A hard homecoming
Budget battles and a stagnant economy greet America’s soldiers as they return from Iraq and Afghanistan
BRETT QUINZON did two tours in Iraq before leaving active duty in May. Originally from Minnesota, Mr Quinzon now lives in Thomaston, a small town around 65 miles south of Atlanta. A grey December morning found him filling out forms in Atlanta’s large veterans’ hospital, seeking treatment for depression. Since returning from Iraq, he says he has “more anger issues”, and finds himself “more watchful and on-guard in public situations” than he was before he deployed. That is not unusual: many soldiers return from the battlefield with psychological scars. Between January and May, as he prepared to leave active duty, Mr Quinzon applied for hundreds of jobs. The search proved difficult: like many veterans, he enlisted right after high-school, and lacks a college degree. But persistence paid off. He is now an apprentice at a heating and air-conditioning company, and is being trained as a heavy-equipment operator.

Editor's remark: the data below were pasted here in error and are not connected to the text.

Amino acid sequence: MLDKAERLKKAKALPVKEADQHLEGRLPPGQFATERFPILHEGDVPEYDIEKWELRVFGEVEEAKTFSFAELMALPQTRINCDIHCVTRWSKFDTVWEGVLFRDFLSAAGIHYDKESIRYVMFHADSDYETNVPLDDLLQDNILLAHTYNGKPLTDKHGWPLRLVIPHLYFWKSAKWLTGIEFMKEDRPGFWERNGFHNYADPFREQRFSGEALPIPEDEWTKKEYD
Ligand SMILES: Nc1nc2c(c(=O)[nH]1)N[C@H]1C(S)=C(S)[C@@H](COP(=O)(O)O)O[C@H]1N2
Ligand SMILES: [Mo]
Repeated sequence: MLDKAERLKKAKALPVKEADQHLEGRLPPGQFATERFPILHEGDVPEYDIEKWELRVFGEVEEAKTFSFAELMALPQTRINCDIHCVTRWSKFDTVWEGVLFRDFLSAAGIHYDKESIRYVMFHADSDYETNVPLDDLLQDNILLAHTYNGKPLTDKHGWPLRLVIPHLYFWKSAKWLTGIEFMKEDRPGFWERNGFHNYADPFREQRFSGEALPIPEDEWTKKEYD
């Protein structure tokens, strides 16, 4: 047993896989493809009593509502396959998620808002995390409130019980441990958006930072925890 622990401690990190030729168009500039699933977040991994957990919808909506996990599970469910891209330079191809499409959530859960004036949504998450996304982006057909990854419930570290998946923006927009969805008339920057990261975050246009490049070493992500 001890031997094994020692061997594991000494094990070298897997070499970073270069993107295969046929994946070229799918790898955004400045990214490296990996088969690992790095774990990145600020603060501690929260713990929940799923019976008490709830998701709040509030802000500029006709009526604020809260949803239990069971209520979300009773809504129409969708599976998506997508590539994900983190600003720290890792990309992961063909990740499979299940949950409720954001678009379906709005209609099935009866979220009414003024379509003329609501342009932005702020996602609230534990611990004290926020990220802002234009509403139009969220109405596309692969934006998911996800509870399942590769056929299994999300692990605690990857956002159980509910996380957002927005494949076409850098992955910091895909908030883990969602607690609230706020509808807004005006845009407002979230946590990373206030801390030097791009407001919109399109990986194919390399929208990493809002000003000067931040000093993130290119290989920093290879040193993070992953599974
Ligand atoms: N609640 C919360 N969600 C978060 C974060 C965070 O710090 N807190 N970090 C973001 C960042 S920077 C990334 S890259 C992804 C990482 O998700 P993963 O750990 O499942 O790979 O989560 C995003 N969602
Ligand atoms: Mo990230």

Not all recent veterans are so lucky. Around 800,000 veterans are jobless, 1.4m live below the poverty line, and one in every three homeless adult men in America is a veteran. Though the overall unemployment rate among America’s 21m veterans in November (7.4%) was lower than the national rate (8.6%), for veterans of Iraq and Afghanistan it was 11.1%. And for veterans between the ages of 18 and 24, it was a staggering 37.9%, up from 30.4% just a month earlier. More